But aah, there's the rub -- No team wants to run with the 'Cats, and now, with an abundance of tape available to Wildcat opponents, a blueprint of sorts is now clearly evident to any coach willing to adopt a slow-down pace, and a "front" the Big Blue big men defensive stance. Two tactics which serve to supplement the zone defense, which all of the world now knows is the only (or best) way to best the 'Cats -- And the rub, unless confronted by Kentucky with tickling twine, as well as points in the paint, will probably doom this team to an unpleasant ending.
Yet another unsatisfying aspect of Saturday's game were the final two minutes. In games past, Kentucky's young guns have stepped-up, and closed out contests successfully, fueled by their now-famous refuse to lose game-ending tact, which is a euphemism for, they make shots and take care of the basketball. But not Saturday; In the final 2:10, the 'Cats scored zero points and turned the ball over three times. Cue Rocky Top, and get outta town.
The Three-Point Problem
As many scribes have written about over the last few days, UK's lack of a three-point threat, a pre-season area of concern, has reared its unwelcome head at the most inopportune time -- Over the last seven games, UK has combined to make only 20.3% of their three-point shots (24-118), and it's not just one or two 'Cats misfiring, it's the entire blue crew, save Patrick Patterson: Individually, the numbers break down thusly -- Darnell Dodson: 2-21 (9.5%); John Wall: 3-23 (13.0%); Eric Bledsoe: 5-25 (20.0%); DeAndre Liggins: 4-17 (23.5%); Darius Miller: 4-16 (25.0%); Patrick Patterson: 6-16 (36.5%) -- In UK's previous 22 games, the 'Cats made the long-range shot at a 39.1% rate (150-384), but that acceptable rate of made threes is at least a bit misleading.
Early in the season, UK got fat and happy dropping three bombs on, not hapless competition, but competition less talented than the teams Kentucky faces in the SEC, as well as the teams UK will confront in the NCAA Tournament -- Miami, OH (6-11 threes), Sam Houston State (11-22), Cleveland State (5-11), UNC-Asheville (8-18), Indiana (7-14), Austin Peay (8-12), Drexel (9-13), and Hartford (14-28) -- The 'Cats made the trey at a 52.7% rate in the eight games listed, in the other 21 games the 'Cats have played they've shot 28.4% from beyond the arc. Simply put, those eight games represent the contests in which UK built their unwarranted reputation of being solid, if not spectacular, three-point shooters. And in at least one instance, the home game against Vanderbilt where UK made 12 of 23 three-pointers, success is slightly spoiled (is that possible?) by the fact that the Commodores are ninth in the SEC in defending the three, giving up the long-bomb at a 34.4% rate.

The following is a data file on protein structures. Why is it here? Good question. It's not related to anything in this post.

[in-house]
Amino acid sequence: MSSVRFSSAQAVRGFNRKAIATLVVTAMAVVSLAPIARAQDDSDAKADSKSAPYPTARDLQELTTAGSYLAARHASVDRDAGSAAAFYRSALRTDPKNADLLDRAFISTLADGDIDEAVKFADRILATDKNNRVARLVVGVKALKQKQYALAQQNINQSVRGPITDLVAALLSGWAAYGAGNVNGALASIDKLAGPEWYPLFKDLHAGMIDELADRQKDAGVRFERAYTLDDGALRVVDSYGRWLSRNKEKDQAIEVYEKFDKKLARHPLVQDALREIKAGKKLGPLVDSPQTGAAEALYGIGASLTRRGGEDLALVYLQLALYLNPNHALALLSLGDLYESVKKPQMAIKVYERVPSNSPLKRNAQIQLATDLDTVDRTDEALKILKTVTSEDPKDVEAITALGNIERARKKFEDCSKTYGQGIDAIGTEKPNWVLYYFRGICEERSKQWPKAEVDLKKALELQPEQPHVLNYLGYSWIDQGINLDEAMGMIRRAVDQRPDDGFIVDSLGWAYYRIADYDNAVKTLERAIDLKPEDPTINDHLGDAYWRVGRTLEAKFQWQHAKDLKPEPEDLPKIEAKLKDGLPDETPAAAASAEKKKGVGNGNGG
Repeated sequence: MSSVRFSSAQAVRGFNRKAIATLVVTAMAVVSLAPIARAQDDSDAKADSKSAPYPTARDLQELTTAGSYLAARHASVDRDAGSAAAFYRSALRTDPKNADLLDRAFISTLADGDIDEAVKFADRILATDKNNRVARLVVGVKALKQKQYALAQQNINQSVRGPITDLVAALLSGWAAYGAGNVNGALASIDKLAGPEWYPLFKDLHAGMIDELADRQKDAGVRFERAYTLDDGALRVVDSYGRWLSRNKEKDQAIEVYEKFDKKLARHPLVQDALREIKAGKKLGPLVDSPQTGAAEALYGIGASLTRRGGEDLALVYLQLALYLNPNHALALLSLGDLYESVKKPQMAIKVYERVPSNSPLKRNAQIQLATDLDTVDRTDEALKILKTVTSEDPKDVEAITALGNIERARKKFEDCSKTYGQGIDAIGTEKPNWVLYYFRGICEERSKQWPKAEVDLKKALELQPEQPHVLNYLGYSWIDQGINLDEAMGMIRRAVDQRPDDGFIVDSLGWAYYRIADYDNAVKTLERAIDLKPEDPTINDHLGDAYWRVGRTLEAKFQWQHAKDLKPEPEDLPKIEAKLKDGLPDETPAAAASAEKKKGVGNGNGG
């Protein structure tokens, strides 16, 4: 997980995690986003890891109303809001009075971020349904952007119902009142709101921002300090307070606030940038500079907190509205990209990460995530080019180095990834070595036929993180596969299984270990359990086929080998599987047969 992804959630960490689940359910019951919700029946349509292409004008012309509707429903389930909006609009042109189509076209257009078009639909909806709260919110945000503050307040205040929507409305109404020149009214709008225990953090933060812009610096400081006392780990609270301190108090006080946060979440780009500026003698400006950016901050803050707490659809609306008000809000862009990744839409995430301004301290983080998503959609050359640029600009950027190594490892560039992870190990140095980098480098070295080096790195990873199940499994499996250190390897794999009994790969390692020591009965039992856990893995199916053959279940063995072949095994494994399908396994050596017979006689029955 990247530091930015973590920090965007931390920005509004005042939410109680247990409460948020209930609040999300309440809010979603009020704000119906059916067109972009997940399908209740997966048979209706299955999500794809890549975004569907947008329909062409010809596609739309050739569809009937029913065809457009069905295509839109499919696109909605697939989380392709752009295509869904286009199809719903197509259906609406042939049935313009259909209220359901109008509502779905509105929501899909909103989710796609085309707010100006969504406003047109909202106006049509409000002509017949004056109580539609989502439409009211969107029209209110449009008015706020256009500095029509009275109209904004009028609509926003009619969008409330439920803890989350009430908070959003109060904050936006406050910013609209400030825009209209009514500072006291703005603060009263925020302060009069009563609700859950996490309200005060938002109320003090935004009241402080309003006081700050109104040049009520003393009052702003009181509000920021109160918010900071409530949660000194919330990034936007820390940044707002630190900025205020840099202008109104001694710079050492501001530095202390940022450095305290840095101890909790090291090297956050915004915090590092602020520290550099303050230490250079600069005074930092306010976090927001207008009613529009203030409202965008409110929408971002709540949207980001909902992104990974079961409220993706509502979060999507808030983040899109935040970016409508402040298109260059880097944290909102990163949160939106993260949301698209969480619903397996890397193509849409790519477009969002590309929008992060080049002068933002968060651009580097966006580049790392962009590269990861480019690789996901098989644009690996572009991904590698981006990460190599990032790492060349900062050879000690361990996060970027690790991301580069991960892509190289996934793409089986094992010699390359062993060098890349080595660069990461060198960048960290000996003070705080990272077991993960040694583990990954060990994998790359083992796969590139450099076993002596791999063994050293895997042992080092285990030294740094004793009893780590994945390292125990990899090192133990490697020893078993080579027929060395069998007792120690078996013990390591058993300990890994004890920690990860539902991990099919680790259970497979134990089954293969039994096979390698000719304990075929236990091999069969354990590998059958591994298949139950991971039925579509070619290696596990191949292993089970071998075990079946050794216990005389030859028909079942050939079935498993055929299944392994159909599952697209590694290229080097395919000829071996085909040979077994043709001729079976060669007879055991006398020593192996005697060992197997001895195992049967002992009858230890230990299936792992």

Nearly as troubling is the fact that four of UK's five primary three-point threats are neophytes at being competent at making the shot -- Darius Miller began shooting the three as a senior in high school, making around 30%. Last year, Miller made 18 of 55 threes (32.7%); DeAndre Liggins wasn't known as a long-range shooter in high school, and last season Liggins made only 12 of 51 three-point shots (23.5%); Patrick Patterson, who is the only 'Cat to make an acceptable percentage of this three-point shots over the last seven games, only took up the shot in the off-season, in an effort to improve his NBA Draft stock; Neither John Wall nor Eric Bledsoe were proficient at the three-pointer in high school, in fact, their lack of a consistently accurate long-range shot was the major knock on both players coming out of high school.
My point? These players do not have a plethora of positive experience to draw from when they begin to struggle against good competition. Which is exactly what has happened. To use a baseball analogy, they aren't lifetime .300 hitters trying out break out of a slump, they are struggling rookies. Which is the worst kind of rookie to be.
Will a dose of confidence shake them out of their three-point doldrums? Will UK find a way to dominate the paint without relying on the three-pointer to loosen the sagging zone? This I don't know. But, I do know what a championship team looks like, and at this point, the 'Cats don't have the chops. Of course, that can change. But the metamorphosis must occur soon, for with each passing three-point miss, the season that counts draws nearer.
Thanks for reading, and Go 'Cats!